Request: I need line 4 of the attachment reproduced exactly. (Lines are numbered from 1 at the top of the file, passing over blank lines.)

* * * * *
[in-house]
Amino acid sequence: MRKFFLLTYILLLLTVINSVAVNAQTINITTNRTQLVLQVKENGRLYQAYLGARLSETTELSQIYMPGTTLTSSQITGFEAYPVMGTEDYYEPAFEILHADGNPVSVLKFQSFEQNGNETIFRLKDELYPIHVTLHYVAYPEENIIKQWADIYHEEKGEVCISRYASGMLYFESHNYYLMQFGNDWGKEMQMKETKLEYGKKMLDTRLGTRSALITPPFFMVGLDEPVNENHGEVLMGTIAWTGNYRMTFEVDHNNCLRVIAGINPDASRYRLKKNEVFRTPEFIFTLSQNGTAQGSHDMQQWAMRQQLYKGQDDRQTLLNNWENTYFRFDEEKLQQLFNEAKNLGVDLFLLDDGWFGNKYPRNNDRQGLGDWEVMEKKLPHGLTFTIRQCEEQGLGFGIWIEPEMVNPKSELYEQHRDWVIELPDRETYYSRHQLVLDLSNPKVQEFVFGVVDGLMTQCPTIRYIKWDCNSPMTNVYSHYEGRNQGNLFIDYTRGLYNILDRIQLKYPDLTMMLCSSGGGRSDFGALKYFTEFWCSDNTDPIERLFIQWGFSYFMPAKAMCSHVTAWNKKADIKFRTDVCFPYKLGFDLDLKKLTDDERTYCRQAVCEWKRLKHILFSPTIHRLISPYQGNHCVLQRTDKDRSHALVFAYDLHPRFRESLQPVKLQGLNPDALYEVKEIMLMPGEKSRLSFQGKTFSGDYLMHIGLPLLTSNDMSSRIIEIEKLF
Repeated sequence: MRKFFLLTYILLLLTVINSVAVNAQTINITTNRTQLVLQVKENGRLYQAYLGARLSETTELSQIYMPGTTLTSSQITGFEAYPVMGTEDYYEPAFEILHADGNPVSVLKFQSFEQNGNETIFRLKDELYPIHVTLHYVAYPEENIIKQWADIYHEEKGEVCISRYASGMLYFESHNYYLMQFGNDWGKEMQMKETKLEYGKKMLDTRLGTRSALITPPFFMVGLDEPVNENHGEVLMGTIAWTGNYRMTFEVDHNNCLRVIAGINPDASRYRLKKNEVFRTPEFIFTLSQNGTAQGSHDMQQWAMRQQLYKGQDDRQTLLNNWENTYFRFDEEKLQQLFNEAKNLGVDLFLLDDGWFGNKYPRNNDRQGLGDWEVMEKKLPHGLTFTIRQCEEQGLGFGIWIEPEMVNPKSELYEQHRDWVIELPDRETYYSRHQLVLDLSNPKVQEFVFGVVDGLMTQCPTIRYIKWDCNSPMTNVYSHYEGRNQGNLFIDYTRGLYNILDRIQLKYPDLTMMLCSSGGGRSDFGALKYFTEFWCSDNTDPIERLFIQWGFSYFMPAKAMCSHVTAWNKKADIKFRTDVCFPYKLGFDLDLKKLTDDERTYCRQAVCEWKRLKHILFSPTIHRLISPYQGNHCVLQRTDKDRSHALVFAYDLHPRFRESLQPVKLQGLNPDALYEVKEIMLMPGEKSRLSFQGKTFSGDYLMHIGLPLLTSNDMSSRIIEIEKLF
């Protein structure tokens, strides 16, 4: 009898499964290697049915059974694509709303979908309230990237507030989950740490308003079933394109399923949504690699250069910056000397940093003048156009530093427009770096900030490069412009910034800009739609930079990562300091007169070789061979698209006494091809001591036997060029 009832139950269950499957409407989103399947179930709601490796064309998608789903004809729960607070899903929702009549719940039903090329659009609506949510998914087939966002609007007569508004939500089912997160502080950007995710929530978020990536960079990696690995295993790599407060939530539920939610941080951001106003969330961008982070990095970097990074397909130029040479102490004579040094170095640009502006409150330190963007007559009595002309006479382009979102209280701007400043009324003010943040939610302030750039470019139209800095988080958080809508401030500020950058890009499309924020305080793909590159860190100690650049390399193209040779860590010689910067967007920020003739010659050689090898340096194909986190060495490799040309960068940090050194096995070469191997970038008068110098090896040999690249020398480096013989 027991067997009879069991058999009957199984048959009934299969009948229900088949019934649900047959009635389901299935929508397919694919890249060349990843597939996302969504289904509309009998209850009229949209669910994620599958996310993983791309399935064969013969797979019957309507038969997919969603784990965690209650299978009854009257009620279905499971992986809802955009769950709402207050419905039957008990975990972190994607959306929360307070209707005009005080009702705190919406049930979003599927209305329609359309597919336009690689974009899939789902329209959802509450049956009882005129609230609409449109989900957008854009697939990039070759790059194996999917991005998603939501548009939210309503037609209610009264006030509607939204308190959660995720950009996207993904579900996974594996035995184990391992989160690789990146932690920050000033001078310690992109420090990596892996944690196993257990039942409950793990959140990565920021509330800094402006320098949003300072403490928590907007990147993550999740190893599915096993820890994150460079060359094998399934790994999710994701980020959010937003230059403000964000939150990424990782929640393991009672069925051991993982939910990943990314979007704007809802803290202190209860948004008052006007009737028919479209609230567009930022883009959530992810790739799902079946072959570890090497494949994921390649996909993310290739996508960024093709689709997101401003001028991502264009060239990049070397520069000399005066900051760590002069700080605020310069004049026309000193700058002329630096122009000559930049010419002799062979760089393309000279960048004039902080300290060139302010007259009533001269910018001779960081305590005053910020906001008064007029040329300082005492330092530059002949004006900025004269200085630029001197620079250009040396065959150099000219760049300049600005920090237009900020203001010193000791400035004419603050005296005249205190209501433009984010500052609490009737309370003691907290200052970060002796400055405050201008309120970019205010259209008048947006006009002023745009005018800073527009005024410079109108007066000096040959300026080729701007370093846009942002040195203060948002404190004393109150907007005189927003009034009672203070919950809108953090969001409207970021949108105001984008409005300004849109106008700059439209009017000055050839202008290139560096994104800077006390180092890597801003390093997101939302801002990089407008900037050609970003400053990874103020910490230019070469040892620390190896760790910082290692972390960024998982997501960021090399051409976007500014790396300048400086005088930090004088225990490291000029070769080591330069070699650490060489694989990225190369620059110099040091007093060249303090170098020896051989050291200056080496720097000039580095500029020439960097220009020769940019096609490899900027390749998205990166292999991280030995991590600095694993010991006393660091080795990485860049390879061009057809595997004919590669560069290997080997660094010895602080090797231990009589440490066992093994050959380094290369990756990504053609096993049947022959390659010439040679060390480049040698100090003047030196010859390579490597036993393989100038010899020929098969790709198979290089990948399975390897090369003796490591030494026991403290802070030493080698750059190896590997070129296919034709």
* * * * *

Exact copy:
């Protein structure tokens, strides 16, 4: 009898499964290697049915059974694509709303979908309230990237507030989950740490308003079933394109399923949504690699250069910056000397940093003048156009530093427009770096900030490069412009910034800009739609930079990562300091007169070789061979698209006494091809001591036997060029 009832139950269950499957409407989103399947179930709601490796064309998608789903004809729960607070899903929702009549719940039903090329659009609506949510998914087939966002609007007569508004939500089912997160502080950007995710929530978020990536960079990696690995295993790599407060939530539920939610941080951001106003969330961008982070990095970097990074397909130029040479102490004579040094170095640009502006409150330190963007007559009595002309006479382009979102209280701007400043009324003010943040939610302030750039470019139209800095988080958080809508401030500020950058890009499309924020305080793909590159860190100690650049390399193209040779860590010689910067967007920020003739010659050689090898340096194909986190060495490799040309960068940090050194096995070469191997970038008068110098090896040999690249020398480096013989 027991067997009879069991058999009957199984048959009934299969009948229900088949019934649900047959009635389901299935929508397919694919890249060349990843597939996302969504289904509309009998209850009229949209669910994620599958996310993983791309399935064969013969797979019957309507038969997919969603784990965690209650299978009854009257009620279905499971992986809802955009769950709402207050419905039957008990975990972190994607959306929360307070209707005009005080009702705190919406049930979003599927209305329609359309597919336009690689974009899939789902329209959802509450049956009882005129609230609409449109989900957008854009697939990039070759790059194996999917991005998603939501548009939210309503037609209610009264006030509607939204308190959660995720950009996207993904579900996974594996035995184990391992989160690789990146932690920050000033001078310690992109420090990596892996944690196993257990039942409950793990959140990565920021509330800094402006320098949003300072403490928590907007990147993550999740190893599915096993820890994150460079060359094998399934790994999710994701980020959010937003230059403000964000939150990424990782929640393991009672069925051991993982939910990943990314979007704007809802803290202190209860948004008052006007009737028919479209609230567009930022883009959530992810790739799902079946072959570890090497494949994921390649996909993310290739996508960024093709689709997101401003001028991502264009060239990049070397520069000399005066900051760590002069700080605020310069004049026309000193700058002329630096122009000559930049010419002799062979760089393309000279960048004039902080300290060139302010007259009533001269910018001779960081305590005053910020906001008064007029040329300082005492330092530059002949004006900025004269200085630029001197620079250009040396065959150099000219760049300049600005920090237009900020203001010193000791400035004419603050005296005249205190209501433009984010500052609490009737309370003691907290200052970060002796400055405050201008309120970019205010259209008048947006006009002023745009005018800073527009005024410079109108007066000096040959300026080729701007370093846009942002040195203060948002404190004393109150907007005189927003009034009672203070919950809108953090969001409207970021949108105001984008409005300004849109106008700059439209009017000055050839202008290139560096994104800077006390180092890597801003390093997101939302801002990089407008900037050609970003400053990874103020910490230019070469040892620390190896760790910082290692972390960024998982997501960021090399051409976007500014790396300048400086005088930090004088225990490291000029070769080591330069070699650490060489694989990225190369620059110099040091007093060249303090170098020896051989050291200056080496720097000039580095500029020439960097220009020769940019096609490899900027390749998205990166292999991280030995991590600095694993010991006393660091080795990485860049390879061009057809595997004919590669560069290997080997660094010895602080090797231990009589440490066992093994050959380094290369990756990504053609096993049947022959390659010439040679060390480049040698100090003047030196010859390579490597036993393989100038010899020929098969790709198979290089990948399975390897090369003796490591030494026991403290802070030493080698750059190896590997070129296919034709």